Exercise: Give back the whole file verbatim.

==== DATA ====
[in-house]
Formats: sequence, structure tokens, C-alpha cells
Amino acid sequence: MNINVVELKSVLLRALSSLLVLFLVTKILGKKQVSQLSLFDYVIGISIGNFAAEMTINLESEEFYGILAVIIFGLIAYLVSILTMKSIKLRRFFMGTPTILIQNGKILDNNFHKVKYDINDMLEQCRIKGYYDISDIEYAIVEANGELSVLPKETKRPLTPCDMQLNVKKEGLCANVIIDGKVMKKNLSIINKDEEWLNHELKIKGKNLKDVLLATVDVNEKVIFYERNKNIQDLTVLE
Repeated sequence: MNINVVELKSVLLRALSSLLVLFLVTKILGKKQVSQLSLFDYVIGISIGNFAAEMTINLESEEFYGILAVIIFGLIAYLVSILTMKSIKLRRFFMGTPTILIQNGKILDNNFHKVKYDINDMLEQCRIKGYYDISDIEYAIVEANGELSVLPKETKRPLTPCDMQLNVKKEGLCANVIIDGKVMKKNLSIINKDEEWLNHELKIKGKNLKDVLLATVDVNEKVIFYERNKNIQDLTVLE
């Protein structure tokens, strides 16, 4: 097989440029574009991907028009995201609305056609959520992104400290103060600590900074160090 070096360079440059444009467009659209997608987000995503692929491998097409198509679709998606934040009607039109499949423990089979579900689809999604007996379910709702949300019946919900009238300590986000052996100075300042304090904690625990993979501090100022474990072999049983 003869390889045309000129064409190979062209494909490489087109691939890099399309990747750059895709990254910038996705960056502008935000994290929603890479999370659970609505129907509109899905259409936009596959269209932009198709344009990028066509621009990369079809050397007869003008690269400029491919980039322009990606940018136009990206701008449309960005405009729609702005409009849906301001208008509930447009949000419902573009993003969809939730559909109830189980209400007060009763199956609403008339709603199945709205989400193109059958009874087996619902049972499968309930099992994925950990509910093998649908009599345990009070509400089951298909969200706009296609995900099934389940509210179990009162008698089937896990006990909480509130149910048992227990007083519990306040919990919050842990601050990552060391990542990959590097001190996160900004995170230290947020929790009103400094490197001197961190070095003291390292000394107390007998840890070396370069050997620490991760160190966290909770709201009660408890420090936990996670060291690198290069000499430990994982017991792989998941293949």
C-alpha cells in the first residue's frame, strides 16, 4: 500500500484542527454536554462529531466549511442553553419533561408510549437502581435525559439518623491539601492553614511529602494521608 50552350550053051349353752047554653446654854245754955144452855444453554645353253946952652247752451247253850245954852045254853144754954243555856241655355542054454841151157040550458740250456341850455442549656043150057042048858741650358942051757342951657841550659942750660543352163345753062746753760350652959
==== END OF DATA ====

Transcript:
[in-house]
Formats: sequence, structure tokens, C-alpha cells
Amino acid sequence: MNINVVELKSVLLRALSSLLVLFLVTKILGKKQVSQLSLFDYVIGISIGNFAAEMTINLESEEFYGILAVIIFGLIAYLVSILTMKSIKLRRFFMGTPTILIQNGKILDNNFHKVKYDINDMLEQCRIKGYYDISDIEYAIVEANGELSVLPKETKRPLTPCDMQLNVKKEGLCANVIIDGKVMKKNLSIINKDEEWLNHELKIKGKNLKDVLLATVDVNEKVIFYERNKNIQDLTVLE
Repeated sequence: MNINVVELKSVLLRALSSLLVLFLVTKILGKKQVSQLSLFDYVIGISIGNFAAEMTINLESEEFYGILAVIIFGLIAYLVSILTMKSIKLRRFFMGTPTILIQNGKILDNNFHKVKYDINDMLEQCRIKGYYDISDIEYAIVEANGELSVLPKETKRPLTPCDMQLNVKKEGLCANVIIDGKVMKKNLSIINKDEEWLNHELKIKGKNLKDVLLATVDVNEKVIFYERNKNIQDLTVLE
């Protein structure tokens, strides 16, 4: 097989440029574009991907028009995201609305056609959520992104400290103060600590900074160090 070096360079440059444009467009659209997608987000995503692929491998097409198509679709998606934040009607039109499949423990089979579900689809999604007996379910709702949300019946919900009238300590986000052996100075300042304090904690625990993979501090100022474990072999049983 003869390889045309000129064409190979062209494909490489087109691939890099399309990747750059895709990254910038996705960056502008935000994290929603890479999370659970609505129907509109899905259409936009596959269209932009198709344009990028066509621009990369079809050397007869003008690269400029491919980039322009990606940018136009990206701008449309960005405009729609702005409009849906301001208008509930447009949000419902573009993003969809939730559909109830189980209400007060009763199956609403008339709603199945709205989400193109059958009874087996619902049972499968309930099992994925950990509910093998649908009599345990009070509400089951298909969200706009296609995900099934389940509210179990009162008698089937896990006990909480509130149910048992227990007083519990306040919990919050842990601050990552060391990542990959590097001190996160900004995170230290947020929790009103400094490197001197961190070095003291390292000394107390007998840890070396370069050997620490991760160190966290909770709201009660408890420090936990996670060291690198290069000499430990994982017991792989998941293949």
C-alpha cells in the first residue's frame, strides 16, 4: 500500500484542527454536554462529531466549511442553553419533561408510549437502581435525559439518623491539601492553614511529602494521608 50552350550053051349353752047554653446654854245754955144452855444453554645353253946952652247752451247253850245954852045254853144754954243555856241655355542054454841151157040550458740250456341850455442549656043150057042048858741650358942051757342951657841550659942750660543352163345753062746753760350652959